A mathematical approach for the third order solution for a general zoom lens design is proposed. The design starts with a
first-order layout. Lens elements with the proper refracting power are placed at the proper distances to meet the physical
constraints of the intended lens system. For the third-order design stage, a matrix notation called "Aberration
Polynomial," which clarifies the linearity of the transformation from a normal thin group configuration to a general thin
group configuration by pupil shift and conjugate shift theory is implemented.
The purpose of the method is correcting low-order aberrations during the preliminary design of zoom lenses. The goal is
to mathematically reduce to zero the four aberration coefficients of the third-order (spherical aberration, coma,
astigmatism, and distortion) rather than searching for a minimum by commercial design software. Once this theory is
proven and accepted, it becomes possible to determine how many groups are needed for a particular optical system. The
method of aberration polynomials establishes the number of groups needed to correct a given number of aberrations at a
given number of zoom positions. Furthermore, it provides the shape or bending of the elements, from where it will be
possible to continue to optimize with standard methods.
Zoom lenses are usually designed for a specified waveband and change magnification, and thus resolution, for different object sizes or different object distances. However, the Advanced Technology Solar Telescope (ATST)/ Visible Light Broadband Imager (VLBI), under development by the National Solar Observatory, require constant resolution for different wavelengths over a wide spectral range (388.3 nm 3o 854.2 nm). An eight-element zoom lens meeting this requirement is presented, and yields diffraction-limited performance over the field of view at nine specific wavelength/zoom positions. Each zoom position, corresponding to a specific wavelength, has a focal length and f/number for achieving constant CCD sampling. The Strehl ratio of the telescope is greater than 90% over all zoom positions.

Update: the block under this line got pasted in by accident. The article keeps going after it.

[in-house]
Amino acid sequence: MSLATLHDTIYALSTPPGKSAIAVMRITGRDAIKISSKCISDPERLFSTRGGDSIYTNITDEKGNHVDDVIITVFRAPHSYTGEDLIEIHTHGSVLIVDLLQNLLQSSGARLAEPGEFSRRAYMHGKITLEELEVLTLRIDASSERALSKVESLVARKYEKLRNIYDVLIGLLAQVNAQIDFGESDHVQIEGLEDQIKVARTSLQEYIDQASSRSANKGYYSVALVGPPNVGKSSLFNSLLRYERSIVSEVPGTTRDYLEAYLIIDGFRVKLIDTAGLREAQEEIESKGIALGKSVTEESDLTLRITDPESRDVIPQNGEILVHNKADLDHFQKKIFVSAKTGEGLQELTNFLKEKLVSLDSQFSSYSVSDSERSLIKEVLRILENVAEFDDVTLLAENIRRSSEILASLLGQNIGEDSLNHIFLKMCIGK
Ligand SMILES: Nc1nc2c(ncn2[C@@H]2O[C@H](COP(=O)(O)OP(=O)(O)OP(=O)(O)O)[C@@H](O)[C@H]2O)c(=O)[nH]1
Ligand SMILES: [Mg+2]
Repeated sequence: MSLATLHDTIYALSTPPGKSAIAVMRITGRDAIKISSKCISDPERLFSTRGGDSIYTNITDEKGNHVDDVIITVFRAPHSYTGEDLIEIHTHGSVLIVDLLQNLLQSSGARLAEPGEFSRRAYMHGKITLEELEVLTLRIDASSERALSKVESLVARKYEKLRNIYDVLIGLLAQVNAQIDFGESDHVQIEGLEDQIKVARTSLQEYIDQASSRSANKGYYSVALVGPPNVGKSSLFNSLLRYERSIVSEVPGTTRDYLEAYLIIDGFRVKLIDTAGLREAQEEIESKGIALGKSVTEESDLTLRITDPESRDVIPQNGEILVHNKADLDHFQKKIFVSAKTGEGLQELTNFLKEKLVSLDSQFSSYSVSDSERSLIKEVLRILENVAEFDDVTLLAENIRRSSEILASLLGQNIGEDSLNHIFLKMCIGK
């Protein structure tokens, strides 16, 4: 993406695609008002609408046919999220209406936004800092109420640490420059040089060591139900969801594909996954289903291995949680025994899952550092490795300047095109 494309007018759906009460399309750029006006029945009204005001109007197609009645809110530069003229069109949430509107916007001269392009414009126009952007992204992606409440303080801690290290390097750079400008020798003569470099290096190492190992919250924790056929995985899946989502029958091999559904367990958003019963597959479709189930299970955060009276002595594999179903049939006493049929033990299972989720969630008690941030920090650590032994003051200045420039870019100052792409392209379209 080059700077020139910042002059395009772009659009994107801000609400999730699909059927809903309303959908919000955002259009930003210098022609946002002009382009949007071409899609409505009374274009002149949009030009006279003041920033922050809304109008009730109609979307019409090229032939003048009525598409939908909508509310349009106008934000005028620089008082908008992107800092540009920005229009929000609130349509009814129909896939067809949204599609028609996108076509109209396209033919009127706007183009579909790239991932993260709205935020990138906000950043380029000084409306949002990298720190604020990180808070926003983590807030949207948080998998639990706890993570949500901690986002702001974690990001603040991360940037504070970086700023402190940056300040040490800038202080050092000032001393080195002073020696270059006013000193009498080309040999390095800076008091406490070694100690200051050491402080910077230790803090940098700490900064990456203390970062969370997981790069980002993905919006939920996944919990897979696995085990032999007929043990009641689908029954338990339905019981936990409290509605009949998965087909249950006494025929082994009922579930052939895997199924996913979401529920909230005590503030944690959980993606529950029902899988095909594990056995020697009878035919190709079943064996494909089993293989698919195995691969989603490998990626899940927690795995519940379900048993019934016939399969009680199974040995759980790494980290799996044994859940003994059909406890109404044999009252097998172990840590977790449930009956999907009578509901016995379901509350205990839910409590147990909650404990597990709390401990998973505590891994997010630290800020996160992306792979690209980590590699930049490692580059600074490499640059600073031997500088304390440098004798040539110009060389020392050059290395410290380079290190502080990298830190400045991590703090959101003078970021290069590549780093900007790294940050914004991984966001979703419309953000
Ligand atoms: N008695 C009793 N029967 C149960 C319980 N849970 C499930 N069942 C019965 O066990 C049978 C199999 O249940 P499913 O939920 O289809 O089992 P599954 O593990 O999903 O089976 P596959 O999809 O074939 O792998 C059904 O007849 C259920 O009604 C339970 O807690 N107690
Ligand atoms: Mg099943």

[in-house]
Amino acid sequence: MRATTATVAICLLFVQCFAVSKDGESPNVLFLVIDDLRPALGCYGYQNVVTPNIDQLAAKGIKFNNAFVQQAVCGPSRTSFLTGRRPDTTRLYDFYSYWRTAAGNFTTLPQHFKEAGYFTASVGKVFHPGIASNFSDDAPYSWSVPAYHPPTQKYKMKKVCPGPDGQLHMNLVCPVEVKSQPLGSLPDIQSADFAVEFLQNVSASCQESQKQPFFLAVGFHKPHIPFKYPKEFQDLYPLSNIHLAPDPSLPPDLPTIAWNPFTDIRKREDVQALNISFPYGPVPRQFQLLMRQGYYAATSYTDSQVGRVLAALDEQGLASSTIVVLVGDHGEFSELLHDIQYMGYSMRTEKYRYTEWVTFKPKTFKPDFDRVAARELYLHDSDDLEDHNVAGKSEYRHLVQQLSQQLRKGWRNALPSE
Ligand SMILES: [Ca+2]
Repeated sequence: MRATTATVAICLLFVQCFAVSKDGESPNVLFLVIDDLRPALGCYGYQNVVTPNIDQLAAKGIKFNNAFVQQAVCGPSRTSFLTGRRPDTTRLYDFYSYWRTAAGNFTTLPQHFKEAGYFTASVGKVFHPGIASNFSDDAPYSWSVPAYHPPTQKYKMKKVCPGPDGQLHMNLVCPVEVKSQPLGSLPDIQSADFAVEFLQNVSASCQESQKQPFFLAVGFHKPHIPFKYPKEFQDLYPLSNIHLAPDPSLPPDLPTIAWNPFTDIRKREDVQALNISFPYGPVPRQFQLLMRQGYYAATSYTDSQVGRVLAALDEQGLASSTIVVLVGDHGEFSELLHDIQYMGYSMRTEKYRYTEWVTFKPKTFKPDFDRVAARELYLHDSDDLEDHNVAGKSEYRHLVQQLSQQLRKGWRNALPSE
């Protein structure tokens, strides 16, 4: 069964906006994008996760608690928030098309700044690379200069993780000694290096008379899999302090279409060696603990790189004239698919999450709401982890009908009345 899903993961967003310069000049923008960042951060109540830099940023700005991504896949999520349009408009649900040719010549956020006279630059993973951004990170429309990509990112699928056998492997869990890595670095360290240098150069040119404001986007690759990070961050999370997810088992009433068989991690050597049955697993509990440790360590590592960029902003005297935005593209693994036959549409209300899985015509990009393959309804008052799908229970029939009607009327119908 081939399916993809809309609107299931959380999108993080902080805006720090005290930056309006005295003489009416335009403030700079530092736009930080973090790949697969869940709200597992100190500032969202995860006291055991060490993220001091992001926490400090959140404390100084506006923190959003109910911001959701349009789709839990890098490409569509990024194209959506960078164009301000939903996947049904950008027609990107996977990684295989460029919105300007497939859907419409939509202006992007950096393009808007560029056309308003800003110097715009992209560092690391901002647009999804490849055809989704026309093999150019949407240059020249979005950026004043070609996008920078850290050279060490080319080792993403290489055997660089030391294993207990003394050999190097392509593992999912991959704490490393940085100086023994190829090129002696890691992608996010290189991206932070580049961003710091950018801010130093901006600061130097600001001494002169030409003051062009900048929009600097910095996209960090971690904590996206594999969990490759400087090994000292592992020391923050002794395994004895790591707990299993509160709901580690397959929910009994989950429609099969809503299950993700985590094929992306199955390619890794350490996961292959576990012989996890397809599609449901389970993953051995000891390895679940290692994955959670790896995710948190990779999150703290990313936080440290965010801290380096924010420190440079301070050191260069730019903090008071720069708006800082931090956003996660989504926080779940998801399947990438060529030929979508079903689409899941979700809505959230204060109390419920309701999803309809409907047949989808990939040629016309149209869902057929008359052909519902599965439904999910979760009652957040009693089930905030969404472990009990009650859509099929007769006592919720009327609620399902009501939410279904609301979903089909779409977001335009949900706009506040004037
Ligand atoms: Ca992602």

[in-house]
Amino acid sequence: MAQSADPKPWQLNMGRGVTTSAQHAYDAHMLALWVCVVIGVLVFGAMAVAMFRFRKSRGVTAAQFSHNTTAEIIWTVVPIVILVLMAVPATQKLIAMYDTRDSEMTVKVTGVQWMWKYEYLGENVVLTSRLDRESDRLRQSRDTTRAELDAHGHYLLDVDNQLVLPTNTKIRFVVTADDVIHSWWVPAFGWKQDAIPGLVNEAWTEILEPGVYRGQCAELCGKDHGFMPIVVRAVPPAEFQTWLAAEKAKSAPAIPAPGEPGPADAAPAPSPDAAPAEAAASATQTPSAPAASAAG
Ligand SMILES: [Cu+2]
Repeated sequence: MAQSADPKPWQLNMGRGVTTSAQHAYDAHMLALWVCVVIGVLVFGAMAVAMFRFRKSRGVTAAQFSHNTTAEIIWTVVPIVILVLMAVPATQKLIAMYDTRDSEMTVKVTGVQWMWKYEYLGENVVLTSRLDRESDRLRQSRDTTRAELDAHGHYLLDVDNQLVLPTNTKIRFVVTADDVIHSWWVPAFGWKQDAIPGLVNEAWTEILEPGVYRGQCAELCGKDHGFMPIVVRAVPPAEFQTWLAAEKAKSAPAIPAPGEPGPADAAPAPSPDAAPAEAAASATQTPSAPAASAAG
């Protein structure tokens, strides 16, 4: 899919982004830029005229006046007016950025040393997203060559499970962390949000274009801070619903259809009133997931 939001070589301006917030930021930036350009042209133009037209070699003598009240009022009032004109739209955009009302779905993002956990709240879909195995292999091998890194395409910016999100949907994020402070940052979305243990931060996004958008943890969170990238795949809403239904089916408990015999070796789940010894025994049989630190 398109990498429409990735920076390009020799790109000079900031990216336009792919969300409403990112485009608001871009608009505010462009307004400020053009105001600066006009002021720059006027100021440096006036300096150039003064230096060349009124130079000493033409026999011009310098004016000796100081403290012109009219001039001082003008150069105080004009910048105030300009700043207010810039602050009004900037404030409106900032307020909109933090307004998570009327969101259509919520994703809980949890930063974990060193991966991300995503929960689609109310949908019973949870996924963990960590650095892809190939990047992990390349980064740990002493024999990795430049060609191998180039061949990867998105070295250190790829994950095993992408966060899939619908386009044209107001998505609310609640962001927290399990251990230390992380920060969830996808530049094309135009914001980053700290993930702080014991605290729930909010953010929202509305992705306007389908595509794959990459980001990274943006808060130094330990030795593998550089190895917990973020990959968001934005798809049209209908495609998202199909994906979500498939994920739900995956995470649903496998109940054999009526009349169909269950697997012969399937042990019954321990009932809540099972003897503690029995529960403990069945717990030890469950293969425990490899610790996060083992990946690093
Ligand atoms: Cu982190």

This poster outlines the conceptual design of the Visible-light Broad-band Imager (VBI) instrument for the Advanced Technology Solar Telescope (ATST) as it follows from scientific requirements. The VBI is scheduled to be the first-light instrument of the ATST, highlighting the telescope's high spatial resolution capabilities.